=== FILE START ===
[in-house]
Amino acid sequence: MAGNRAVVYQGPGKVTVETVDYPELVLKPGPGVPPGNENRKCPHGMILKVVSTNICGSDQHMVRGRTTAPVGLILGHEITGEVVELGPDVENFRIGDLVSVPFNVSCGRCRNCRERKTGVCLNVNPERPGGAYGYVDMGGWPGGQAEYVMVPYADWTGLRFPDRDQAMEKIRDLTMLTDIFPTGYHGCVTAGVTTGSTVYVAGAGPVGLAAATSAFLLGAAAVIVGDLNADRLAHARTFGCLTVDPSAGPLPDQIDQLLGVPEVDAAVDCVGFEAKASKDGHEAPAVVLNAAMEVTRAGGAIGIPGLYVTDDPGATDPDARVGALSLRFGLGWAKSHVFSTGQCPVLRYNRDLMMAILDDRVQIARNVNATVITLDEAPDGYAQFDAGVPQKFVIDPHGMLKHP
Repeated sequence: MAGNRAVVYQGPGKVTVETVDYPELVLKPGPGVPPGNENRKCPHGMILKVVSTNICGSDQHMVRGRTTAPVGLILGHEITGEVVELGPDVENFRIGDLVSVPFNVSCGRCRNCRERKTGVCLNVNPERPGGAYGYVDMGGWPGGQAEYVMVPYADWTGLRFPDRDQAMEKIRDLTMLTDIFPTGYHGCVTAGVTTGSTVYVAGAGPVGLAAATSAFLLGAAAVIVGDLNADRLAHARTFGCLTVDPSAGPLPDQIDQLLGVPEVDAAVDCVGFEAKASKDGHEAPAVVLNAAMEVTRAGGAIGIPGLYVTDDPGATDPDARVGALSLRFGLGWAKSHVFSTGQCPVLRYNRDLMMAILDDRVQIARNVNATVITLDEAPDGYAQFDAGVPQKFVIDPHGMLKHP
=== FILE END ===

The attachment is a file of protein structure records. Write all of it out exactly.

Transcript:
[in-house]
Amino acid sequence: MAGNRAVVYQGPGKVTVETVDYPELVLKPGPGVPPGNENRKCPHGMILKVVSTNICGSDQHMVRGRTTAPVGLILGHEITGEVVELGPDVENFRIGDLVSVPFNVSCGRCRNCRERKTGVCLNVNPERPGGAYGYVDMGGWPGGQAEYVMVPYADWTGLRFPDRDQAMEKIRDLTMLTDIFPTGYHGCVTAGVTTGSTVYVAGAGPVGLAAATSAFLLGAAAVIVGDLNADRLAHARTFGCLTVDPSAGPLPDQIDQLLGVPEVDAAVDCVGFEAKASKDGHEAPAVVLNAAMEVTRAGGAIGIPGLYVTDDPGATDPDARVGALSLRFGLGWAKSHVFSTGQCPVLRYNRDLMMAILDDRVQIARNVNATVITLDEAPDGYAQFDAGVPQKFVIDPHGMLKHP
Repeated sequence: MAGNRAVVYQGPGKVTVETVDYPELVLKPGPGVPPGNENRKCPHGMILKVVSTNICGSDQHMVRGRTTAPVGLILGHEITGEVVELGPDVENFRIGDLVSVPFNVSCGRCRNCRERKTGVCLNVNPERPGGAYGYVDMGGWPGGQAEYVMVPYADWTGLRFPDRDQAMEKIRDLTMLTDIFPTGYHGCVTAGVTTGSTVYVAGAGPVGLAAATSAFLLGAAAVIVGDLNADRLAHARTFGCLTVDPSAGPLPDQIDQLLGVPEVDAAVDCVGFEAKASKDGHEAPAVVLNAAMEVTRAGGAIGIPGLYVTDDPGATDPDARVGALSLRFGLGWAKSHVFSTGQCPVLRYNRDLMMAILDDRVQIARNVNATVITLDEAPDGYAQFDAGVPQKFVIDPHGMLKHP